Blog Post 4

\(1\) \(\underline{\text{Recurrence Relations}}\) Throughout one’s education and as one progresses through grade levels, a common math problem that students are faced with are puzzles in which they have to determine what number comes next in a sequence. For example, a teacher may ask a student to fill in the missing number given the following:

\[1,4,5,9,14 \underline{\hspace{1cm}}, ...\]

A student may then notice a pattern of adding the two terms before to get to the next. This idea, at its very core, is an illustration of a recurrence relation.

Defined mathematically, a recurrence relation is an equation in which the next term in the sequence is dependent upon or acts as a function of the previous term(s).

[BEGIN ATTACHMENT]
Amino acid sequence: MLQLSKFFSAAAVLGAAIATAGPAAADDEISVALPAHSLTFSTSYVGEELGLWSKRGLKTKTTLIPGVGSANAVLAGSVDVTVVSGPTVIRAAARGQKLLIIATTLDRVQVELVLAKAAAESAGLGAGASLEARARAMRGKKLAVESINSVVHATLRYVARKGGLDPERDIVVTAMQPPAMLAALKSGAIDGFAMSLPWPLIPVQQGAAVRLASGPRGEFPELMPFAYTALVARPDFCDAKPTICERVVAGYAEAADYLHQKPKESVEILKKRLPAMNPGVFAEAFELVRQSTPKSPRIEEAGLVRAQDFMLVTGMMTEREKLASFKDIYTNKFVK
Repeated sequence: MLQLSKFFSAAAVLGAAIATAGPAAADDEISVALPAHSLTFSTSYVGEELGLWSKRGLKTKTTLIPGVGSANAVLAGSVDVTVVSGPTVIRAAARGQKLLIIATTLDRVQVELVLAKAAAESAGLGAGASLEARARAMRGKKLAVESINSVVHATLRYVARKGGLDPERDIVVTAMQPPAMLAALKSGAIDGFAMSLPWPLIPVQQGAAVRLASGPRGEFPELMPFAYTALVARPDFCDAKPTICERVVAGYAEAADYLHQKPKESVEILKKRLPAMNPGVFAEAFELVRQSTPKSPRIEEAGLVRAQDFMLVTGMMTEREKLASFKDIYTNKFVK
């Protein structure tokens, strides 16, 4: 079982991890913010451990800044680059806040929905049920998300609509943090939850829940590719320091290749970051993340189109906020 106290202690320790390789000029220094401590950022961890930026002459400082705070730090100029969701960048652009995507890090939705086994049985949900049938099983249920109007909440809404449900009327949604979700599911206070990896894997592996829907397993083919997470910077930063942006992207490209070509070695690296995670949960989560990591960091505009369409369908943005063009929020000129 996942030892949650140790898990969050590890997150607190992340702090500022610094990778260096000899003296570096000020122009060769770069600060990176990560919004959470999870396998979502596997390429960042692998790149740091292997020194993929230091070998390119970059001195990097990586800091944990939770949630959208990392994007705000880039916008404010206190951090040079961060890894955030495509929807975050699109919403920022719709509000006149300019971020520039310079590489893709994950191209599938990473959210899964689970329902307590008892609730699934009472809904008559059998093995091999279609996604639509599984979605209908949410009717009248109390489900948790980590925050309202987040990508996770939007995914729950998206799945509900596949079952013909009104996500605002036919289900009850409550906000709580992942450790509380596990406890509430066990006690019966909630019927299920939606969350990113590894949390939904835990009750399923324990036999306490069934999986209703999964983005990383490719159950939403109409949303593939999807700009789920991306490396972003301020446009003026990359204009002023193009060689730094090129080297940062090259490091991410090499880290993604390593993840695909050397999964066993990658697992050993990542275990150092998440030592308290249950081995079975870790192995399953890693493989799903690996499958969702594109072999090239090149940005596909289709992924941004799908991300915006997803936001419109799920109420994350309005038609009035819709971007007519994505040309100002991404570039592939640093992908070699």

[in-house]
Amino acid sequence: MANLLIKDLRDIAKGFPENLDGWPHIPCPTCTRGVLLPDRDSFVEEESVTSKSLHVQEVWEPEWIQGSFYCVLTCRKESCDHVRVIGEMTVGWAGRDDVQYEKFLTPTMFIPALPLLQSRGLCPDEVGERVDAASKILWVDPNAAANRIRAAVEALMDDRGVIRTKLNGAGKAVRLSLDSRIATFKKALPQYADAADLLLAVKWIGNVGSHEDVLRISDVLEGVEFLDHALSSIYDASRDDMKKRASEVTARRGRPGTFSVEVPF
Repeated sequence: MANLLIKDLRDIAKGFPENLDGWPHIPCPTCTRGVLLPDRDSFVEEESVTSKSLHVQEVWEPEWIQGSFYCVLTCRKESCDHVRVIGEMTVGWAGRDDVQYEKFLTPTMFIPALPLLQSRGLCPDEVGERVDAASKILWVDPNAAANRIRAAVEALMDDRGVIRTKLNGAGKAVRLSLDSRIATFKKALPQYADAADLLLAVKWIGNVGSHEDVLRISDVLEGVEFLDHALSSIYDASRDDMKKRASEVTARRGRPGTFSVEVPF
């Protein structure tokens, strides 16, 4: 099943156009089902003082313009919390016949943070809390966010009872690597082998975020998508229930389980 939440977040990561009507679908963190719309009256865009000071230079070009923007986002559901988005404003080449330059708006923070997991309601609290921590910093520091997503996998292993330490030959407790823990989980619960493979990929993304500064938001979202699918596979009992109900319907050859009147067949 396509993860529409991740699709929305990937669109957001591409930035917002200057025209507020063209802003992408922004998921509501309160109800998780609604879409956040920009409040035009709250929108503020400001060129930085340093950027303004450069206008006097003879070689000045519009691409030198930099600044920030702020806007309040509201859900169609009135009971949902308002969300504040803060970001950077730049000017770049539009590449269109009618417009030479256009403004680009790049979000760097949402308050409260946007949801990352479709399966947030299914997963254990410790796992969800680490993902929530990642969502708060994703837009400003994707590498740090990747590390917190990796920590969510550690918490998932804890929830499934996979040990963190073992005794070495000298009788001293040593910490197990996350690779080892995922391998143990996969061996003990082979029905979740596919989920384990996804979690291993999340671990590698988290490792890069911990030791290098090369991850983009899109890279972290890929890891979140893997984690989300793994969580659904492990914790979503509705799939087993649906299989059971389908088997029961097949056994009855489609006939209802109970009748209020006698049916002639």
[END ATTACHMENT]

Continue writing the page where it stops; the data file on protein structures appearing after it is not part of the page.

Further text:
Using the case above, and applying it to recurrence relations, we would write the relation as: \(a_n=a_{n-1}+a_{n-2}\) where the initial conditions are \(a_0=1\) and \(a_1=4\).

Some of the more well known examples from the study of discrete mathematics include the Fibonacci sequence as well as binomial coefficients. While the Fibonacci sequence defined by \(F_n=F_{n-1}+F_{n-2}\) where \(F_1=F_2=1\) is fairly easy to recognize as a recurrence relation, binomial coefficients are not primarily described in this way. However, we see from the following illustration that they can, indeed, be accepted as following a recurrence relation. \[{n \choose k} = {n-1 \choose k-1} + {n-1 \choose k}\]

A game that has been derived from the idea of recurrence relations that some may find entertaining is called the Tower of Hanoi. This was invented by Edouard Lucas in 1883. If this name sounds familiar, it is because Edouard Lucas is more famously known for his recurrence relation called the Lucas Numbers, which follow the same relation as the Fibonacci sequence. In this game, there are a certain number of disks and three “towers.” The objective is to move all the disks stacked on one tower over to another without placing larger disks on smaller ones. An illustration can be seen as such: